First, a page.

Demystifying Cloud-Native Networking

UPDATED ARTICLE: The most important evolution in IT over the past few years has undoubtedly been the rise of cloud-native application architectures. There has been a steadily growing awareness of the benefits to be gained from deploying loosely coupled microservices using containers, for the most part orchestrated with Kubernetes. The likely trend for the foreseeable future is for more and more workloads to leverage technologies like these.

“Perhaps what is less understood are the implications for the networking and connectivity needed to support these environments,” says Brad Casemore, VP Research, Datacenter and Multicloud Networking, IDC.

He notes that by no means all of the enterprises going through a migration towards cloud-native compute have a network that is fit for purpose: “When it comes to cloud-native application environments, and supporting the needs of developers and DevOps teams, networking can be complex,” he notes. “Kubernetes has specific network requirements, as do native architectures, and many of them are beyond the scope of traditional network infrastructure.”

The complexity becomes especially acute up at Layer 7, says Casemore: “It’s at the application layer where microservices connect to one another,” he explains. “It’s very important to understand how the network needs to be adapted to meet these requirements. Containers are obviously changing how applications are developed, but they’re also changing how applications connect to each other. Most of the container focus has been on orchestration. But the network is also critical for these production deployments, and must have cloud-native attributes. It has to be intelligently automated, elastically scalable, and secure. And there’s a greater need in this environment to have visibility and observability because of the dynamism of containers.”

To get a view from ground level, Casemore spoke to a selection of stakeholders in the cloud-native industry. Thomas Graf is Co-Founder and CTO with open source development specialist Isovalent, creator of Cilium, a popular cloud-native networking project. He has noted a lot of investment by enterprises into meeting the unique requirements of cloud-native environments: “Some of these needs are obvious, around things like scalability and performance,” he observes. “It won’t be long before the number of container network ports worldwide exceeds the number of virtual ports in virtual machines, similar to the move from physical servers to virtual machines. There are therefore a number of transformations that need to happen.”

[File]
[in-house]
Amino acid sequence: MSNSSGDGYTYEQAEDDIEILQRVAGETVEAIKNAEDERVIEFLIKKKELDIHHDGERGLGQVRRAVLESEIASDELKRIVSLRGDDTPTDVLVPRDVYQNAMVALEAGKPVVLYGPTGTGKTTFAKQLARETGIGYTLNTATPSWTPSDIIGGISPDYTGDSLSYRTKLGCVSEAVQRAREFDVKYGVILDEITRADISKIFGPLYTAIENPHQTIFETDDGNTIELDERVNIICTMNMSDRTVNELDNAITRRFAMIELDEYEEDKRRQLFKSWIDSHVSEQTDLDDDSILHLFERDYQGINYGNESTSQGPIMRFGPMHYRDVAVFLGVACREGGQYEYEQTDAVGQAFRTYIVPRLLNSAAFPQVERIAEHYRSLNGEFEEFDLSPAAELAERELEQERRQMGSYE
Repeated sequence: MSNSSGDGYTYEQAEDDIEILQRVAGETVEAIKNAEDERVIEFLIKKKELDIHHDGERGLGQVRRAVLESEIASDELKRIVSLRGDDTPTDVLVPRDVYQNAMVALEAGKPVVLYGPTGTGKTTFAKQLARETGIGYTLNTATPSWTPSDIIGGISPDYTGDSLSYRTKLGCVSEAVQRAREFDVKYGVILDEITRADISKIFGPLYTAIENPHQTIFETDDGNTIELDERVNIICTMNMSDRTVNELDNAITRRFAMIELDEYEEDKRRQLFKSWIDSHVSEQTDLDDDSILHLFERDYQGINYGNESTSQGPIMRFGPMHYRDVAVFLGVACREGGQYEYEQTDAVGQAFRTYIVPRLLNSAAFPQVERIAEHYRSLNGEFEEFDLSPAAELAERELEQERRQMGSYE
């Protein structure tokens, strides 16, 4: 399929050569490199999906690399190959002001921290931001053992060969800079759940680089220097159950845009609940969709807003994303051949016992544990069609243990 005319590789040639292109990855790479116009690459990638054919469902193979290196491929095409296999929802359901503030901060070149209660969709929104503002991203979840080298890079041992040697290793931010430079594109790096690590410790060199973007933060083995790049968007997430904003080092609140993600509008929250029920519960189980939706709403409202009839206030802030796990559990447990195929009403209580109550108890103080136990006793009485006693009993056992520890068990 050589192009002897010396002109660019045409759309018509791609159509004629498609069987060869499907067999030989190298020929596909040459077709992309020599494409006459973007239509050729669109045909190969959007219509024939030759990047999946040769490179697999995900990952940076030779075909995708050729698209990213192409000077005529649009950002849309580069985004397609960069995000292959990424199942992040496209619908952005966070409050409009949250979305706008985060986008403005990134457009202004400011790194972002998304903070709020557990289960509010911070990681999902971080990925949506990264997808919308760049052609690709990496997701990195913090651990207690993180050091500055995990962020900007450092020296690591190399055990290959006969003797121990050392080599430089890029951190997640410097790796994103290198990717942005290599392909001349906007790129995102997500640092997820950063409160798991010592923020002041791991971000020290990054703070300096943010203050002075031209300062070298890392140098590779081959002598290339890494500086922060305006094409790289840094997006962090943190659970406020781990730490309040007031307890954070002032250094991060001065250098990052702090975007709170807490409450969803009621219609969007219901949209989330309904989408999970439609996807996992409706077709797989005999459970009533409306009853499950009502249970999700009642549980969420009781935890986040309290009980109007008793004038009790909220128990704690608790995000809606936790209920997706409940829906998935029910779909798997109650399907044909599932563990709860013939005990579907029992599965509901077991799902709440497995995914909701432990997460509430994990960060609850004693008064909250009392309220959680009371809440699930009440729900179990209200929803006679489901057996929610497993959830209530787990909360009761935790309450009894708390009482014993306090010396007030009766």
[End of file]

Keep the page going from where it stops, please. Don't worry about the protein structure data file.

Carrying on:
Galeal Zino, Co-Founder & CEO of Zero Trust platform developer NetFoundry, has his own take on the challenge: “I wouldn’t say our customers are looking to modernize their networks, I would say they are looking to eliminate their networks,” he claims. “They are trying to develop and deliver secure applications, but in a far more agile, extensible, high velocity manner than they were able to do on prem. They therefore need programmable secure application connections. Instead of essentially moving the network to the cloud or modernizing the network, the challenge is more like how to get rid of the network. The network is a means to an end, at the end of the day.”

Pere Monclus, VP and CTO of Networking with software developer VMware, is in broad agreement: “When you talk to customers that are thinking in terms of cloud model map transformation, they stop thinking of the network as a standalone entity,” he says. “It’s not about compute, storage and networking, or ports, switches and routers. It’s about choosing an application platform to run applications. How do I run application resiliency, how do I get consistent security across multiple environments, how do I have on demand elasticity of my applications, how do I bring a solution observability to my apps?”